Tauranga City Council wants to revoke the reserve status of up to 7000sq m of public land to make way for a research centre.
The Marine Park land at Sulphur Point would be leased to the University of Waikato for a marine research and education facility predicted to add tens of millions of dollars to the Bay of Plenty region's economy.
The council will go through a public consultation process, planned for November.
If the council decided to proceed it must get permission from the Minister of Conservation to revoke the reserve status.
The project, which the university has been working on with the council since 2016, has the strong support of the Bay of Plenty Regional Council and economic development agency Priority One.
The approved section was between the Tauranga Fish and Dive Club and the Maori Navigation Circle.
The council has ditched its initial plan to site the facility on a smaller green space further north on Sulphur Point.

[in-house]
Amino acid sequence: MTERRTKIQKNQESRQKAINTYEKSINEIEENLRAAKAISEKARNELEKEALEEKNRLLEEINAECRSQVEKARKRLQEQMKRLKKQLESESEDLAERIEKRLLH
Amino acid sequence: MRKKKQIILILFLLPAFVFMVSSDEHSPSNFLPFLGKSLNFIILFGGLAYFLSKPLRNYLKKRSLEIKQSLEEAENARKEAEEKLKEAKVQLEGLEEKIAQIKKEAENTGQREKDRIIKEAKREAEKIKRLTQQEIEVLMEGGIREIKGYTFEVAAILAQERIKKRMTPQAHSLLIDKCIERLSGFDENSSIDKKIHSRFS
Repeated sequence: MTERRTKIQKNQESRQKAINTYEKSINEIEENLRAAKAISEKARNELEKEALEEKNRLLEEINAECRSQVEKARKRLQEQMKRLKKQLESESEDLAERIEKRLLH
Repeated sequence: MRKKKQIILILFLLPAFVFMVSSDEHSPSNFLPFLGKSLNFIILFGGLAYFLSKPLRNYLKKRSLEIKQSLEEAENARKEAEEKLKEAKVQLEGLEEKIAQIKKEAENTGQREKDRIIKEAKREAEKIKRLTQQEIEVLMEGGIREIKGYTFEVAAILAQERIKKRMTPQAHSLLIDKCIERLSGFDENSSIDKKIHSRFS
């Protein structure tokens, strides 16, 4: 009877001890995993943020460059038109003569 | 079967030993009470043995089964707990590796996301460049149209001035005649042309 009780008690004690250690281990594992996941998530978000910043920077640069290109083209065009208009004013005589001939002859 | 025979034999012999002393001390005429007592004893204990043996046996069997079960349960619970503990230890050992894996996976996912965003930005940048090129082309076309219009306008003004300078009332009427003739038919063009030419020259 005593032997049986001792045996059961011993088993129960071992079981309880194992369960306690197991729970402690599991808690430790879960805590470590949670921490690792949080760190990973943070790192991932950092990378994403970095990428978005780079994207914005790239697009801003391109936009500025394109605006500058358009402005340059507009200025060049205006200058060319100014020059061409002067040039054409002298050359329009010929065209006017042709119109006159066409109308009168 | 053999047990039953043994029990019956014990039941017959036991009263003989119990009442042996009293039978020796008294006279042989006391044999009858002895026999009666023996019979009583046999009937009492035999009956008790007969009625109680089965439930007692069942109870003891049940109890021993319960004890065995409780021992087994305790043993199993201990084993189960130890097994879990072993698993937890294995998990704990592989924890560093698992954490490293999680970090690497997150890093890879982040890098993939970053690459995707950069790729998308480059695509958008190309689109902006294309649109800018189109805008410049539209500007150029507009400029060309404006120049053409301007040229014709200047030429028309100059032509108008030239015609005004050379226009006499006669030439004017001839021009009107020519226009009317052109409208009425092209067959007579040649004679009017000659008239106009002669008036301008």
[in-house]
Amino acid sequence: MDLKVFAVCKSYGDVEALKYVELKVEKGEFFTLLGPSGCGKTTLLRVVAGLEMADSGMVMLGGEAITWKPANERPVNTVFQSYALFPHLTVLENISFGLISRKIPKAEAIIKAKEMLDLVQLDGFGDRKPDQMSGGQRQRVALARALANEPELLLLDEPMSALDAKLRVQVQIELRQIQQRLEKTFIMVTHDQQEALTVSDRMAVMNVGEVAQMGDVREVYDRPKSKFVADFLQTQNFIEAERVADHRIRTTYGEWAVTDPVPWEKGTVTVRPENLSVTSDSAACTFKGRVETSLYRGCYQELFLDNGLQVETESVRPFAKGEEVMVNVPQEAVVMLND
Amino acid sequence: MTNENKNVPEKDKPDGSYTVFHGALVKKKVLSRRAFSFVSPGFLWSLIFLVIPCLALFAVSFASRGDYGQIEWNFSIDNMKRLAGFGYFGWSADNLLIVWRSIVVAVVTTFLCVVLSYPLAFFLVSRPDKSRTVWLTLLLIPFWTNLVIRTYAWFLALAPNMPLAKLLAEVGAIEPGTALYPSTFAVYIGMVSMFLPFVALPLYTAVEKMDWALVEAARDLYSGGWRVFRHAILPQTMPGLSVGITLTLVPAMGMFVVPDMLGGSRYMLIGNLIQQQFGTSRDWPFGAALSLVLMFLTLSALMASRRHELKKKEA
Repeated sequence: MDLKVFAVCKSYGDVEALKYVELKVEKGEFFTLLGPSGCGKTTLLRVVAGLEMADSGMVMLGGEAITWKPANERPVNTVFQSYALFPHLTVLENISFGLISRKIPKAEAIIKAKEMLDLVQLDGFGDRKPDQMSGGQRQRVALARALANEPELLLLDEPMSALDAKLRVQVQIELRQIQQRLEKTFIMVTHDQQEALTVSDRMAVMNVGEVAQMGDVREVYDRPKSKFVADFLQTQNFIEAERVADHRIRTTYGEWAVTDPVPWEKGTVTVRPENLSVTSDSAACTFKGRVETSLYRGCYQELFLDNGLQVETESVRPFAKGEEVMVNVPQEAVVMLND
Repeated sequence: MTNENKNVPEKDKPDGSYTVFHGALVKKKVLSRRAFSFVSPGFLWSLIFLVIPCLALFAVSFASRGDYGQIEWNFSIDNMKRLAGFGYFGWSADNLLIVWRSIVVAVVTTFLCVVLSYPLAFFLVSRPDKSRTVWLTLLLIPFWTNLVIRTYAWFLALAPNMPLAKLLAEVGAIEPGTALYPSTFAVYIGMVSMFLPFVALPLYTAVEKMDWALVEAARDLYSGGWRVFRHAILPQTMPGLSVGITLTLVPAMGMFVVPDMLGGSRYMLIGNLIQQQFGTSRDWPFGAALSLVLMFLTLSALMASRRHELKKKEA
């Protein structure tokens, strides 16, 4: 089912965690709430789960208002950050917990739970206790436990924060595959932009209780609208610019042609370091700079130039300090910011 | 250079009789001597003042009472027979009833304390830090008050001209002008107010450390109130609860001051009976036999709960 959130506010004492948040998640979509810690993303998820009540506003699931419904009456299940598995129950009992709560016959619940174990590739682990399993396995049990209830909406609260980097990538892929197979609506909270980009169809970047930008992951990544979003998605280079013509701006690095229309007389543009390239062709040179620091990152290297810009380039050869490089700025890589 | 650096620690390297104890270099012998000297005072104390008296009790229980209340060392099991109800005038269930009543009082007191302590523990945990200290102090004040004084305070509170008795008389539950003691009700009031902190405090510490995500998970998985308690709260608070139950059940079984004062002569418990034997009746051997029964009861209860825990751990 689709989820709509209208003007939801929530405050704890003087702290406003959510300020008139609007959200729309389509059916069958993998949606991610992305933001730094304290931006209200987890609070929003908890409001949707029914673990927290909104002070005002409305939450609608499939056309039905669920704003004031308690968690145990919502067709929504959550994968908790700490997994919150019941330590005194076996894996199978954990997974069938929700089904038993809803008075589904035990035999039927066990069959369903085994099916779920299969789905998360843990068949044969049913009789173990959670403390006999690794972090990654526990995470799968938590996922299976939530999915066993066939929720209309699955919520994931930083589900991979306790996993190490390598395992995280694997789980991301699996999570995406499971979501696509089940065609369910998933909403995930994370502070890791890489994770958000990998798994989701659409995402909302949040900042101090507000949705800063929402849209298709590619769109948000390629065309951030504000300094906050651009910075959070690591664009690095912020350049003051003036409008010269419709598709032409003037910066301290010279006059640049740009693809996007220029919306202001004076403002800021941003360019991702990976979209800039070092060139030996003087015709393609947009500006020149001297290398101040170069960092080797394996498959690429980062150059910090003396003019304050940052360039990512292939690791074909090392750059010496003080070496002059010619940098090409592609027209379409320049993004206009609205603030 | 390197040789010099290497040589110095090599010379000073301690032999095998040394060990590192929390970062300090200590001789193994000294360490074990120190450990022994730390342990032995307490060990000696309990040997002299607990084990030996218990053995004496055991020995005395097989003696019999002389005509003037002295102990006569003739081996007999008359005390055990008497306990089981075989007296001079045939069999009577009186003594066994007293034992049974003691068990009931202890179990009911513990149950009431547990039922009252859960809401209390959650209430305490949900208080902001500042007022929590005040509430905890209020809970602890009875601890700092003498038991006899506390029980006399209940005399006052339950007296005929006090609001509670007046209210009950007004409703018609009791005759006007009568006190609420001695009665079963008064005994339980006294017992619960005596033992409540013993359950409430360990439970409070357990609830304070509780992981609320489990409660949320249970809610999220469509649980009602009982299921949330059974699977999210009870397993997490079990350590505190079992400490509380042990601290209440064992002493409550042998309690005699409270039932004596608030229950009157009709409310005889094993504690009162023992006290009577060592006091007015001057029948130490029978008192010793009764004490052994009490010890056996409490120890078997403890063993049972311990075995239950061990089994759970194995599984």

Clubs in the area protested that plan as they used the space for events, and the Tauranga Marina Society suggested the research facility could be part of its planned - but not approved - $20 million marina expansion.
Today Marina manager Greg Prescott said he supported the new plan, even though it would mean having to alter the concept plan for the expansion.
He said berth holders had voted unanimously to pursue the expansion, revealed by the Bay of Plenty Times in June, and he hoped to work with both the university and the council to gain their support.
The research facility will replace the university's Coastal Marine Field Station, established at Sulphur Point in 2011.
The new facility will be a building of about 2400sq m, two or three storeys high, and have yard space and car parks.
The public would still have access to the water's edge via a pedestrian link.